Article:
Sunday, November 13, 2011

Once Upon a River, by Bonnie Jo Campbell

The one upside of sitting around and waiting to have this tardy baby is that I've been able to do some reading. I happily finished my stack of books from the library - Toni Morrison's Jazz, Virginia Wolff's To the Lighthouse and Bonnie Jo Campbell's Once Upon a River, most recently. The latter book is an excellent treatise on what not to let happen to your daughter, at least in the eyes if this one expectant mother.

Margo is nearly 15 when the book opens, a beautiful young girl in love with the river and her family's simple, grubby existence along it. She experiences a traumatic event yet, as she is slow to decision and action, she takes a long time to even classify it as such. But once she decides that she has been wronged, her revenge sets off an unforeseen chain of events that sets Margo adrift on her beloved river, roaming up and down it in search of herself and a life that fits her independent spirit.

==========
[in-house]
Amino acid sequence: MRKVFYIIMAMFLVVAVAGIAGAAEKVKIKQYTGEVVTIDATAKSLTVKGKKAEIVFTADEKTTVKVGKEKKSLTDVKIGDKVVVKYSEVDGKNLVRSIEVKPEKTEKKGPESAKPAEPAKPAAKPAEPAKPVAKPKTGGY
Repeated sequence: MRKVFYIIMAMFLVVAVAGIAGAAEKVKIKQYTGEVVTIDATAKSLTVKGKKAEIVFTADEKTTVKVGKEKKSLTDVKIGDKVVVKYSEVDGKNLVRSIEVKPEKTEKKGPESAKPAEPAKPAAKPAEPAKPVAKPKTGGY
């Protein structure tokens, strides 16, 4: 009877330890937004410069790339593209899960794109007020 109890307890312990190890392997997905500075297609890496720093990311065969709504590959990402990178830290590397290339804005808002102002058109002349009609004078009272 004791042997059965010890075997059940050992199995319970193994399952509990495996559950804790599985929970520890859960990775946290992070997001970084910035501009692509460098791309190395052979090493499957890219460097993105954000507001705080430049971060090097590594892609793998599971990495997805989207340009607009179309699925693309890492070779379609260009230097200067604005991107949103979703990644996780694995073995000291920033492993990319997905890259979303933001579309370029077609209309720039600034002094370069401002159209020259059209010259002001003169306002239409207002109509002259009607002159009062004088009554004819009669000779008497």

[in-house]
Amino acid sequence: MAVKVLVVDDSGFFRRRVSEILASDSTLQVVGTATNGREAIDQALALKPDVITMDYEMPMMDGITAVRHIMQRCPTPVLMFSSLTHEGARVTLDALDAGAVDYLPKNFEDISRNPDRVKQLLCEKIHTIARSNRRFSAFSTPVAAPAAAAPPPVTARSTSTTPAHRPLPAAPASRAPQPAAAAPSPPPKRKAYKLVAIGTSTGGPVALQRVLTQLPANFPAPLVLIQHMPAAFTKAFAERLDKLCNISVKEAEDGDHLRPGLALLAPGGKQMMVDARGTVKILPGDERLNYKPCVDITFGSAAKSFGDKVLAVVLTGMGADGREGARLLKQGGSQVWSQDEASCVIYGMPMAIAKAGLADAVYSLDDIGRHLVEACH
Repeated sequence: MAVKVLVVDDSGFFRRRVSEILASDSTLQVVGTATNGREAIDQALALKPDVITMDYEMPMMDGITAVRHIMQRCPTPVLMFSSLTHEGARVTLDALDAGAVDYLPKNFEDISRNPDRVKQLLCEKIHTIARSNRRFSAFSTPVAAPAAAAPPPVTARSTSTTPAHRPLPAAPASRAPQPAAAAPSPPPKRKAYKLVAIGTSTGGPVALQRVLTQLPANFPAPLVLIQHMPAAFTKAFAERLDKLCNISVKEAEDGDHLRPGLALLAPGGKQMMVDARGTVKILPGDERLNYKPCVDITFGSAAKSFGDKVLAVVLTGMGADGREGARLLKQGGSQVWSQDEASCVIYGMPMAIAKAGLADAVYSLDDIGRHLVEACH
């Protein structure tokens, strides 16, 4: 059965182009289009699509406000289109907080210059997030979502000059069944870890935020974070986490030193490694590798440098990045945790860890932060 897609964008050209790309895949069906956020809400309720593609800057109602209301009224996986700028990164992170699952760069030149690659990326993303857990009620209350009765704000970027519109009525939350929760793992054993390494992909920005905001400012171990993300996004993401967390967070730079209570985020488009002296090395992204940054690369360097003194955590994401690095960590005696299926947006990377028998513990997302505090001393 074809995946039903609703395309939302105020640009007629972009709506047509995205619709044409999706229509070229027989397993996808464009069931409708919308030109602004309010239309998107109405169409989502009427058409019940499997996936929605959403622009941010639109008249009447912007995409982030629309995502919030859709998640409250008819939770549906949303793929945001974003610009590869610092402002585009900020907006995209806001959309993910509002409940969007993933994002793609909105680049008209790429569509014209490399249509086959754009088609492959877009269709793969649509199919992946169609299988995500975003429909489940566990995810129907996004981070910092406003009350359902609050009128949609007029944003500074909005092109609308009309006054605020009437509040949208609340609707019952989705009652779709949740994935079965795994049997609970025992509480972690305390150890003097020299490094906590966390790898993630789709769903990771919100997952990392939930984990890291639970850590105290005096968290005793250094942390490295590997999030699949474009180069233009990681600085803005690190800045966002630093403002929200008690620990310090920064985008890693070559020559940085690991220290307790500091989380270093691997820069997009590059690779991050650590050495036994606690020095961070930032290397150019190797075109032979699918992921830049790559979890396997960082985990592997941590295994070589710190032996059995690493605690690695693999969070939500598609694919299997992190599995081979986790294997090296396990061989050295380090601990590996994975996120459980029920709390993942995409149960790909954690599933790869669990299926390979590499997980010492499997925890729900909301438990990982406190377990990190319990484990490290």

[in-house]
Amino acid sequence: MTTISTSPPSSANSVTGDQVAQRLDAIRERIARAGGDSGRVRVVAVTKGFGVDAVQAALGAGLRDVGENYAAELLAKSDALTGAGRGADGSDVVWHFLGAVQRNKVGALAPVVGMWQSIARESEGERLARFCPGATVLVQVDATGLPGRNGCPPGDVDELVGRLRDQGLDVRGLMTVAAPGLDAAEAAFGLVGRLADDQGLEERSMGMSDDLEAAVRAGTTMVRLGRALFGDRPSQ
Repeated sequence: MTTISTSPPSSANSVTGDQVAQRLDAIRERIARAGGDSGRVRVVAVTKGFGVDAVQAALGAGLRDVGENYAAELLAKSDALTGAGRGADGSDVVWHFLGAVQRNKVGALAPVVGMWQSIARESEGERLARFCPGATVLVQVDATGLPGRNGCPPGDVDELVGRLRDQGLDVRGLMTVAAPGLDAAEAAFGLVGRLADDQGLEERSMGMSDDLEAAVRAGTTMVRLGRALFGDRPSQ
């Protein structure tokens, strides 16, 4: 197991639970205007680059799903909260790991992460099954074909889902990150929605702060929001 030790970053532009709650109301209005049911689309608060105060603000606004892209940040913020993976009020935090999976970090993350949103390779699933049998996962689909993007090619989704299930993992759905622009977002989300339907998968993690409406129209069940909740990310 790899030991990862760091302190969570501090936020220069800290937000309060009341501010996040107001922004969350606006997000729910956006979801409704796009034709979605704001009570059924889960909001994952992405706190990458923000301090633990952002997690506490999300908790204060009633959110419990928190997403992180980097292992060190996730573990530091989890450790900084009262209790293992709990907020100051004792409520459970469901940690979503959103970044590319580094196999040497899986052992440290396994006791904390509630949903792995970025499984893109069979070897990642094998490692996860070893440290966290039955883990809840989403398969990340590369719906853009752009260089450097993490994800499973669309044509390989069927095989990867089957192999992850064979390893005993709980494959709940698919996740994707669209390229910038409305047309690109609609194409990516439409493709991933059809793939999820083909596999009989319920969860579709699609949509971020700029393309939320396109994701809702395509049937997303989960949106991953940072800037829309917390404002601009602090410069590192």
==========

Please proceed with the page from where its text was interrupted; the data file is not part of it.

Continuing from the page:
Margo is, in some ways, a tough character to love. She seems to have completely misplaced her self-preservation instinct, particularly when it comes to dealing with men. She is so casual about her sexuality as to be almost unbelievable, but I suppose it is intended to be a reflection of her inability to value herself. I found it tough to care about a girl who doesn't seem to care about herself, but she has enough hard-chewed charm to make her story worth following. And if, like me, the last time you skinned an animal was in a previous life, you'll likely find the world she lives in to be exotic and captivating, filled with dreams of Annie Oakley and the mysterious ways of stalking herons.

The best thing about the book is Ms. Campbell's writing. She manages to be both stark and evocative, and creates vivid characters. A number of those characters are mothers, and this mother-in-waiting is grateful to learn from their mistakes and their grace.

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Princess Nijma

Princess Nijma